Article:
New Orleans is the setting for your story, but it feels like it's a character in the series as well. How does the city itself play a role in the story?
Character is place. So when I was figuring out what kind of series to write, the very first box I checked was that the series had to be grounded in a city. It had to feel rooted and informed by place. Thus, New Orleans was my first character. Everything else flows from it, whether it's my take on Voodoo mythology, the jazz and blues-influenced narrative style, or the characters that populate the series. Not to mention the mood, tone, and overall look of the book. And, of course, the storylines tie into the city. For instance, while this series isn’t specifically about Katrina or its aftermath, that event is a metaphorical (and sometimes literal) ghost that casts a shadow over events. “Real” New Orleans will weave in and out in many other ways. In the end, the ethereal elements of the series only work because they’re anchored and balanced by the real elements.
Tell us why people are going to love Dominique as a character.
I think there’s something deeply empathetic about Dominique and the journey she takes. Beneath all the fantastical trappings, fictional characters work because we as readers buy into them as people. We find common cause with their humanity, their motivations. Dominique’s a young woman whose life is violently ripped apart, causing her to set off on a fraught journey that takes her from outcast to acceptance. Who among us hasn’t experienced the turmoil of a life-shaking event, or battled in our own ways to live life on our terms? I think we can all recognize something in Dominique. And I believe the very human grace with which she conducts her quest, especially when it’s most stark, will resonate with the reader. Clearly, I fell hard for this character, and I hope everyone else will, too.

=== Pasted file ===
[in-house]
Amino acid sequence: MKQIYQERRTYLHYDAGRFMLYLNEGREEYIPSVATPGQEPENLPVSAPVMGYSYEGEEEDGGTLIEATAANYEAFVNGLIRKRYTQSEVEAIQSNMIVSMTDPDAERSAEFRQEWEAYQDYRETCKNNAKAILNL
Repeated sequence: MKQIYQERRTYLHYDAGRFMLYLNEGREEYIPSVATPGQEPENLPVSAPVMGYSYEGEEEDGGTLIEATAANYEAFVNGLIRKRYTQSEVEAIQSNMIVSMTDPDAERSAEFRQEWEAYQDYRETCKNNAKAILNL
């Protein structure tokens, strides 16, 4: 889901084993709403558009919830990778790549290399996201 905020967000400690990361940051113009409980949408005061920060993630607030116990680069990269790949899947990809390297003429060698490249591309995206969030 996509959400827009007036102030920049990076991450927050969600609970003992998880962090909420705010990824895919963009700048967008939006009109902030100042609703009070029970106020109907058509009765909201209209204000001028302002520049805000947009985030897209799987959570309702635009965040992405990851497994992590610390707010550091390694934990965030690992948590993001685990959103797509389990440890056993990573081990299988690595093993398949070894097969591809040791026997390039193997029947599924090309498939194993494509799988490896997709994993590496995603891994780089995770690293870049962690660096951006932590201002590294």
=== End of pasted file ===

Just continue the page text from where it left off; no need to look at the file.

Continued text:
Did you have anyone in mind when you created her?
No one person in particular. Most times when I’m creating something new I surround myself with as much relevant and evocative media as possible—music, pictures, and so forth. In the early days of writing Dominique, I listened to a lot of Nina Simone and Ella Fitzgerald, and I’d keep lots of reference images on my computer screen, including Linda Hamilton as Sarah Connor, Pam Grier in the movie poster for Coffy, Zoe Saldana in Colombiana, and paintings of the real Marie Laveau. There’s probably a bit of all of them in Dominique.
What's your favorite page from issue #1?
I love everything Denys and John did, but the double spread on 12/13 never fails to knock me over. I’d spent all this time in the script painstakingly describing this moment where Dominique’s spirit is hurled somewhere else, even as she’s physically falling into a grave, and how our perception of the time progression for “spirit” Dom and “falling” Dom had to be completely different. Then Denys basically said, “How ‘bout this?” And the results took what I’d envisioned and exploded it, exponentially. The spread confirmed that we were really going on a wild ride. And that’s definitely held true for me.
Tomorrow: We spill the beans on Denys Cowan, artist extraordinaire, and co-creator!
I can't wait!See you then--